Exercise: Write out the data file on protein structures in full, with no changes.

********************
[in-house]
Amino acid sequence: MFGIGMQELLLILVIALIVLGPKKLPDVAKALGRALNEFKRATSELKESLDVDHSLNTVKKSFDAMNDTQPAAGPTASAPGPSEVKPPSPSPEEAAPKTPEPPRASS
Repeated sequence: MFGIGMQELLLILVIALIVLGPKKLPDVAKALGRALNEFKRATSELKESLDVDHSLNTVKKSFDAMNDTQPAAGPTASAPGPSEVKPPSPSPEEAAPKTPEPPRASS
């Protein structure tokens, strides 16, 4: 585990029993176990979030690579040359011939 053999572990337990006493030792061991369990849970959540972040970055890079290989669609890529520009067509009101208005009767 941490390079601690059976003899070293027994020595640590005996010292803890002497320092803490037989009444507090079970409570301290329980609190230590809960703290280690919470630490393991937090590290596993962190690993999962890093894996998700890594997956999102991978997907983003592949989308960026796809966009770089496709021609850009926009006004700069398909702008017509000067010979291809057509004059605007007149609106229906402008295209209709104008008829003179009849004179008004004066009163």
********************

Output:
[in-house]
Amino acid sequence: MFGIGMQELLLILVIALIVLGPKKLPDVAKALGRALNEFKRATSELKESLDVDHSLNTVKKSFDAMNDTQPAAGPTASAPGPSEVKPPSPSPEEAAPKTPEPPRASS
Repeated sequence: MFGIGMQELLLILVIALIVLGPKKLPDVAKALGRALNEFKRATSELKESLDVDHSLNTVKKSFDAMNDTQPAAGPTASAPGPSEVKPPSPSPEEAAPKTPEPPRASS
């Protein structure tokens, strides 16, 4: 585990029993176990979030690579040359011939 053999572990337990006493030792061991369990849970959540972040970055890079290989669609890529520009067509009101208005009767 941490390079601690059976003899070293027994020595640590005996010292803890002497320092803490037989009444507090079970409570301290329980609190230590809960703290280690919470630490393991937090590290596993962190690993999962890093894996998700890594997956999102991978997907983003592949989308960026796809966009770089496709021609850009926009006004700069398909702008017509000067010979291809057509004059605007007149609106229906402008295209209709104008008829003179009849004179008004004066009163």